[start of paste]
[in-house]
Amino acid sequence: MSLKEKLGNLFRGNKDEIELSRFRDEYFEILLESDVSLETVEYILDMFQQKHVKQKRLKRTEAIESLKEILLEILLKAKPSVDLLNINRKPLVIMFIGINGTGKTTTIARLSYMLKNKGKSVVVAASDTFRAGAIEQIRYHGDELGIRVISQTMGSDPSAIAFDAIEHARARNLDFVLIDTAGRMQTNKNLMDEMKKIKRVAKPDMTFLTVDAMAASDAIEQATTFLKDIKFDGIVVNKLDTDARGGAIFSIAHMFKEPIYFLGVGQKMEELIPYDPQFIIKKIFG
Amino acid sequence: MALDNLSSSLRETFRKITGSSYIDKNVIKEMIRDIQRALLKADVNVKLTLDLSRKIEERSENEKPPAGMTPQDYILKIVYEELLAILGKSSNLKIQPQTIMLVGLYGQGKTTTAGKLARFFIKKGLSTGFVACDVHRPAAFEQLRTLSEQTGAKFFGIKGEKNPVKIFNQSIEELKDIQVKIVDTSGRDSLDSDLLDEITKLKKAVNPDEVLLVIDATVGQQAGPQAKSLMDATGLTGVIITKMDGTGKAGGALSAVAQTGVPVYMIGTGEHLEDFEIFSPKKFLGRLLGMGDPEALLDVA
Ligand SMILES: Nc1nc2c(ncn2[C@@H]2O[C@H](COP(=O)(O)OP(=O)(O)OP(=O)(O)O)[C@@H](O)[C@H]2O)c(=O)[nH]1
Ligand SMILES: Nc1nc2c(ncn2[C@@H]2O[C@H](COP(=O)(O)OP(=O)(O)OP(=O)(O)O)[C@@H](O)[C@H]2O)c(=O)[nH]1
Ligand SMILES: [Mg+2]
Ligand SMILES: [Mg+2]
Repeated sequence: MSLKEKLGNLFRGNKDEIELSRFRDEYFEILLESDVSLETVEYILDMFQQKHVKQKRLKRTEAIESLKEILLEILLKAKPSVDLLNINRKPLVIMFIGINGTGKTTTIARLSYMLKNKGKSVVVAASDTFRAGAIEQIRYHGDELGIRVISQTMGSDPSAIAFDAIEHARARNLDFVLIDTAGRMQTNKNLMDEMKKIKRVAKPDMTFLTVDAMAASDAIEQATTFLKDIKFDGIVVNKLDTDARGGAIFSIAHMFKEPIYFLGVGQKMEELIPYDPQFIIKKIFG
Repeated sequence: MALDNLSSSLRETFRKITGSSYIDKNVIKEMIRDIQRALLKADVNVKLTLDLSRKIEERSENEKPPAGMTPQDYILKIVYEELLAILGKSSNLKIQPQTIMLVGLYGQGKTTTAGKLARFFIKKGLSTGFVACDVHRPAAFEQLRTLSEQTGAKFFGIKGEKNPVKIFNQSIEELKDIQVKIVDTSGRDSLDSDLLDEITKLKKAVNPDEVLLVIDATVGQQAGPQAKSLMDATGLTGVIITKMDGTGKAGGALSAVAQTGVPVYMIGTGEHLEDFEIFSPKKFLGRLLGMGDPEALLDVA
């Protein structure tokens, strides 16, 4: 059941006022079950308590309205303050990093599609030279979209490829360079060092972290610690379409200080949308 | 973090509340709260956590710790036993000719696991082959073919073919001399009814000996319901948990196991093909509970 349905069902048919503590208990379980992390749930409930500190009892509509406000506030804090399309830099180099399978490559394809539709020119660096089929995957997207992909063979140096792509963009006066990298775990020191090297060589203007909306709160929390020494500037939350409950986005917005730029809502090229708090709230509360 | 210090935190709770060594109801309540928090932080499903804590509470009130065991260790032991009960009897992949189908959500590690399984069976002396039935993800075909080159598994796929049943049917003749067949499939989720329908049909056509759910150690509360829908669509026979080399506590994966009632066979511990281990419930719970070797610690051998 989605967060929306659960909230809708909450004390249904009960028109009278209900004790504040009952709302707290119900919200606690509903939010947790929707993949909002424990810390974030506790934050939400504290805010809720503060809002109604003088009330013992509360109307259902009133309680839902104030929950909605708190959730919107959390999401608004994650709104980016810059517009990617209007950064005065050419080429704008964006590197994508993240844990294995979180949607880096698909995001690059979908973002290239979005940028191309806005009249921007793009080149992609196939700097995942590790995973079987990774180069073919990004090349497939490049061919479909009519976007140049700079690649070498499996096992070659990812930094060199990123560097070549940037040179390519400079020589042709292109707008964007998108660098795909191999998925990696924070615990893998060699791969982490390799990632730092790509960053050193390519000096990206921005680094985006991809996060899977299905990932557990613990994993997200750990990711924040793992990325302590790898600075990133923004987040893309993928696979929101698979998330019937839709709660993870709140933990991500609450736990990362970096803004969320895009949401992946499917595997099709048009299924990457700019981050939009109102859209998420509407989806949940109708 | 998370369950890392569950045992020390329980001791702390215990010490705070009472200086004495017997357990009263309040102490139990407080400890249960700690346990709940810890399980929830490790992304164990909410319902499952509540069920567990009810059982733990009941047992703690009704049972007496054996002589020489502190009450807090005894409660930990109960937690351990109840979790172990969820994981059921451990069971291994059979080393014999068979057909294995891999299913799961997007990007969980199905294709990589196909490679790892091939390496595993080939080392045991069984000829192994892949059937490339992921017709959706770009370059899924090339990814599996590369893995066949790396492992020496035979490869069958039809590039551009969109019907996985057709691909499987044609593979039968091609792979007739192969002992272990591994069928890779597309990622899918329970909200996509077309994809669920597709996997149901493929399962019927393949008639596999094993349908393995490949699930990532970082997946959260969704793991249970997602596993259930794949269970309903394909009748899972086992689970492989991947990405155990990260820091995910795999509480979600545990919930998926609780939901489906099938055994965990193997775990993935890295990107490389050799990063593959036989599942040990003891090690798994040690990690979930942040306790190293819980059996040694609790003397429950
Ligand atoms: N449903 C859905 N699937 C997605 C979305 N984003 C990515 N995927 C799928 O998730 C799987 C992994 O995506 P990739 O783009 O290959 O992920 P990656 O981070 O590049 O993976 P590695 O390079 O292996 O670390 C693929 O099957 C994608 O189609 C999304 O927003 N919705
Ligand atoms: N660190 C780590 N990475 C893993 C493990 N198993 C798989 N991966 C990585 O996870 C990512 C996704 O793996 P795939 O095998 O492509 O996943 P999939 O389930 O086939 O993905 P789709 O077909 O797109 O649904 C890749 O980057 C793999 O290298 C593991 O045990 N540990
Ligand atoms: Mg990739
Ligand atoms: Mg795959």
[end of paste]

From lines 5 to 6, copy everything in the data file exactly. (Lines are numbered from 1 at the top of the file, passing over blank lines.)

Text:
Ligand SMILES: Nc1nc2c(ncn2[C@@H]2O[C@H](COP(=O)(O)OP(=O)(O)OP(=O)(O)O)[C@@H](O)[C@H]2O)c(=O)[nH]1
Ligand SMILES: [Mg+2]